CDC sees smooth road so far for flu vaccine

Oct 28, 2010 (CIDRAP News) – In a flu vaccine update at a federal advisory meeting today, officials with the US Centers for Disease Control and Prevention (CDC) said early signs suggest flu vaccine uptake in children is on par with last year and that enhanced monitoring for narcolepsy and seizures has turned up no signals of trouble.

Dr Tim Uyeki, a medical epidemiologist with the CDC's National Center for Immunization and Respiratory Diseases, told the CDC Advisory Committee for Immunization Practices (ACIP) that 85% of the vaccine supply for the US market has already been distributed, much more than at this point in past seasons.

Laboratory analyses at the CDC show that the circulating 2009 H1N1 viruses are 99% similar to the H1N1 strain included in the seasonal flu vaccine, Uyeki reported. He said the circulating strains of influenza A/H3N2 and influenza B are also a good match for the vaccine.

Early indications from the CDC's National Immunization Survey suggest that as of Oct 20, the flu immunization rate for children ages 6 months through 17 years is about 19% to 23%, which is similar to this time last year, Uyeki said. Coverage for babies and toddlers appears to be higher than for adolescents. The proportion of parents who say they intend to have their children vaccinated is about 50%, which is also about the same level the CDC saw last year, he said.

Uyeki said monitoring of vaccine uptake through doctor's office billings is indicating somewhat lower coverage levels, but still higher than 2008 levels.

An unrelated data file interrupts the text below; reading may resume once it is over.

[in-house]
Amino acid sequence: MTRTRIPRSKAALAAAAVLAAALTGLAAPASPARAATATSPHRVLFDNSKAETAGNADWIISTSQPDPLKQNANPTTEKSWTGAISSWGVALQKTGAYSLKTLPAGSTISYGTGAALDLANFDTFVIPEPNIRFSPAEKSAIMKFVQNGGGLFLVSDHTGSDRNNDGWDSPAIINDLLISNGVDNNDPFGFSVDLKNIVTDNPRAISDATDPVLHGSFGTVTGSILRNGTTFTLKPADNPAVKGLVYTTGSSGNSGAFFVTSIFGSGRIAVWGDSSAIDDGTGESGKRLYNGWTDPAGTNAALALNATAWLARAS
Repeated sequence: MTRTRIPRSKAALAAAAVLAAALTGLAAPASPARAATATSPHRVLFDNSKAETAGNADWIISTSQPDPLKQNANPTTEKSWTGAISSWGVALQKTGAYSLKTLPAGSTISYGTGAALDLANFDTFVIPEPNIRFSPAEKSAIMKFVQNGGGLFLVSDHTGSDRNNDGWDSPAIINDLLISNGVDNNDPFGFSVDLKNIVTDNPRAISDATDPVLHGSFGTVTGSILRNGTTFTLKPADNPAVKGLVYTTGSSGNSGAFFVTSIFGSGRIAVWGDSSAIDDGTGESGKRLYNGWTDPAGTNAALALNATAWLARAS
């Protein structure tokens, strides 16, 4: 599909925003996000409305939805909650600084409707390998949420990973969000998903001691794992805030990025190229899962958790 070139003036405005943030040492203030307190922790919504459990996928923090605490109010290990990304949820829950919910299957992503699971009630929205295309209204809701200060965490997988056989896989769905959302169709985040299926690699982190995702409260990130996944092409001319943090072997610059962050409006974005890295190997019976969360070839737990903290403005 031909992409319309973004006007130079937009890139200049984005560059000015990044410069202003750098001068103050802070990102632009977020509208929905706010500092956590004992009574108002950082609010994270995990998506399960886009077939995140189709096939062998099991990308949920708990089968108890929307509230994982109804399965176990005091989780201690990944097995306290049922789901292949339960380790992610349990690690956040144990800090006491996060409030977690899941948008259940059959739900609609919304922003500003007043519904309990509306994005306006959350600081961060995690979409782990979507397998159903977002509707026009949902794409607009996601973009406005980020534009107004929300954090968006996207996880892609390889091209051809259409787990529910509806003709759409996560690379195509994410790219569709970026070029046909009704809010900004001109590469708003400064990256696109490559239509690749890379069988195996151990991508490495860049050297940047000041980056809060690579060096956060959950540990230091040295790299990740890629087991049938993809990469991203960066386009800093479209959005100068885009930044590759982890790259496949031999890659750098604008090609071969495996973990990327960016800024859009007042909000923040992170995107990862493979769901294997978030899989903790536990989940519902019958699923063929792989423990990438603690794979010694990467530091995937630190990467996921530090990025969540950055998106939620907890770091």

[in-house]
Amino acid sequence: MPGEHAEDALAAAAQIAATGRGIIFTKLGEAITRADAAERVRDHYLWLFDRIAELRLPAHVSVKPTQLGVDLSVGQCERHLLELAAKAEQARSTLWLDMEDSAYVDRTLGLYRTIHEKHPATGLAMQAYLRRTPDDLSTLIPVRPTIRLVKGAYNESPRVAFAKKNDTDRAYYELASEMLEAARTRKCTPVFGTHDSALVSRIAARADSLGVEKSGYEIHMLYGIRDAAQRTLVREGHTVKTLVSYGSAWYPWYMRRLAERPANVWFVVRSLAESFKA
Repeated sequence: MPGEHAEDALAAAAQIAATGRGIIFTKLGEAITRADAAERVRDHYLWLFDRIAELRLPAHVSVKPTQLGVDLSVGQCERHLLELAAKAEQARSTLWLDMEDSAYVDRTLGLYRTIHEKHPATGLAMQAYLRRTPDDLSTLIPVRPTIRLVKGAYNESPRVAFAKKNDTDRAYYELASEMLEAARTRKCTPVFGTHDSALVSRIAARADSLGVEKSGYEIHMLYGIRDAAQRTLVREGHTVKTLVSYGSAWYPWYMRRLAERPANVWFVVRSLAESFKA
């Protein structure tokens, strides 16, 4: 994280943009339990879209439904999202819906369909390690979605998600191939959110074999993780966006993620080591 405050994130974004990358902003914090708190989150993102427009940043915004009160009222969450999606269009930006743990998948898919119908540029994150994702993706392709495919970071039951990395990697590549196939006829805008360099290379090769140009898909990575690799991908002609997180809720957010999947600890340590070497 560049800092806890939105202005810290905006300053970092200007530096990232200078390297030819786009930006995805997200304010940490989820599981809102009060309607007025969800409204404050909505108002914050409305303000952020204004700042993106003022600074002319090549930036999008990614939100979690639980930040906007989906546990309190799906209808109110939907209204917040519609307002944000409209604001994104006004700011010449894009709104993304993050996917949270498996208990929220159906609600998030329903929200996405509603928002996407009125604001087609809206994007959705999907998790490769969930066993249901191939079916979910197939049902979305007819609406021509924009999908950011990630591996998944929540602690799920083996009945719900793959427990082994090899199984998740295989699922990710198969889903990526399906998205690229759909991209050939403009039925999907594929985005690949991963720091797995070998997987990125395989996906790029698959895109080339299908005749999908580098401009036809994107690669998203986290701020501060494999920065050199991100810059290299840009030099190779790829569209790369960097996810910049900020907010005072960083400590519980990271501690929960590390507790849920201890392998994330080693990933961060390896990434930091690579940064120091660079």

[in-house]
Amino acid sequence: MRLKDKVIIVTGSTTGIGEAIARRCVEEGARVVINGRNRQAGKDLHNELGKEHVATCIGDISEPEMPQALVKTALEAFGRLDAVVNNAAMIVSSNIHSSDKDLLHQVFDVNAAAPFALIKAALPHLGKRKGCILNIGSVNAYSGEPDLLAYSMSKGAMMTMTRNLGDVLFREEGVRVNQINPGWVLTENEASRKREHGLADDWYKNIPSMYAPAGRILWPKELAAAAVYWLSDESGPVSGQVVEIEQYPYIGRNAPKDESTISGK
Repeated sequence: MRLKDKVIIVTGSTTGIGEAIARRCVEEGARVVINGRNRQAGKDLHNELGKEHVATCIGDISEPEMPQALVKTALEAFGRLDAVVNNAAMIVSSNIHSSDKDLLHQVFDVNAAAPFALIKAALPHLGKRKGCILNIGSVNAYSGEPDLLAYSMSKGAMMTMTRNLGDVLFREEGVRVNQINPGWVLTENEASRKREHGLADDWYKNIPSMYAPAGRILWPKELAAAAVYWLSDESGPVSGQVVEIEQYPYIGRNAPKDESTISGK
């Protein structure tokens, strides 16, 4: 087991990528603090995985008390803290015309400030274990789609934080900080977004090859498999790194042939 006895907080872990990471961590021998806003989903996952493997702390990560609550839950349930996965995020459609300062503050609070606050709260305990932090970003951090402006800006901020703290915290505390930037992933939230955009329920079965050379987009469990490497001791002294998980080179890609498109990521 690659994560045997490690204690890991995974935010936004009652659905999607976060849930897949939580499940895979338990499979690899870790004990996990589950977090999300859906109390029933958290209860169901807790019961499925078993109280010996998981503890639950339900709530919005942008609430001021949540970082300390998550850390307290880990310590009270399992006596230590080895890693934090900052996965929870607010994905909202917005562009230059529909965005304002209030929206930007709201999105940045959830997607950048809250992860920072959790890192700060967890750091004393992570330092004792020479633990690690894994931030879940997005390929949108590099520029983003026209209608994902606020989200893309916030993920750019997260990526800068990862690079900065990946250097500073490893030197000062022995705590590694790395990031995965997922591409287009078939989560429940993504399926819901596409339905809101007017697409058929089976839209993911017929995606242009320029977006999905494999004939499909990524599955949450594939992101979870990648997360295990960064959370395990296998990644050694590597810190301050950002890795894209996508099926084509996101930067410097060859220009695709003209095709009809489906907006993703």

Dr Tom Shimabukuro, with the CDC's National Center for Emerging and Zoonotic Infectious Diseases, said narcolepsy reports related to Europe's 2009 H1N1 vaccine and febrile seizure reports in young children who received one of Australia's seasonal flu vaccines have prompted enhanced safety monitoring of US flu vaccines. He said no signals of narcolepsy or related cataplexy have been seen with the US 2009 H1N1 vaccine and haven't appeared with this year's seasonal vaccines.

Likewise, safety monitoring data have not shown an increase in febrile seizures among US children who have received the seasonal flu vaccine, he said.

The CDC's vaccine safety experts have been watching for any unusual signals with the new high-dose flu vaccine for seniors, especially after one large vaccinator expressed concerns about anaphylaxis links, Shimabukuro said. However, he said the data haven't revealed an increased incidence of anaphylaxis. So far vaccine safety reports for the new vaccine are consistent with what's on the safety insert, which notes a slightly elevated risk of injection site and systemic reactions compared to the regular-dose flu vaccine.

Uyeki said flu activity in the United States has increased slightly, with about the same three-strain virus circulation that many countries are seeing. He noted that some locations, such as India, New Zealand, and Australia, saw the 2009 H1N1 virus dominate over the past few months.

The CDC reported in a global flu update yesterday that during the last week of September and through mid October flu activity was generally low in the northern temperate countries, except for China, especially the southern part of the country. Most of the specimens collected in China have been H3N2 viruses, the report said. In Canada H3N2 is also the predominant strain, though flu levels are low.

Flu activity decreased in southern temperate countries such as South Africa, Australia, and New Zealand, which are at the end of their flu seasons.

Among tropical countries, Bangladesh reported that flu activity has dropped steadily, with H3N2 becoming predominant over the last few weeks.

In Central America, flu strains and activity levels have varied, the CDC reported. Influenza B has been the dominant strain in Nicaragua for several weeks and has more recently become the main strain in Costa Rica and Honduras.

Media reports say that some African countries are reporting outbreaks of 2009 H1N1 flu. Namibia's health ministry said yesterday that 2009 H1N1 outbreaks have hit two schools, one of them in the capital, Windhoek, Agence-France Presse (AFP) reported. Zimbabwe has also linked recent school flu outbreaks to the 2009 H1N1 virus.

See also:

Oct 27 CDC international flu update

Oct 27 AFP story

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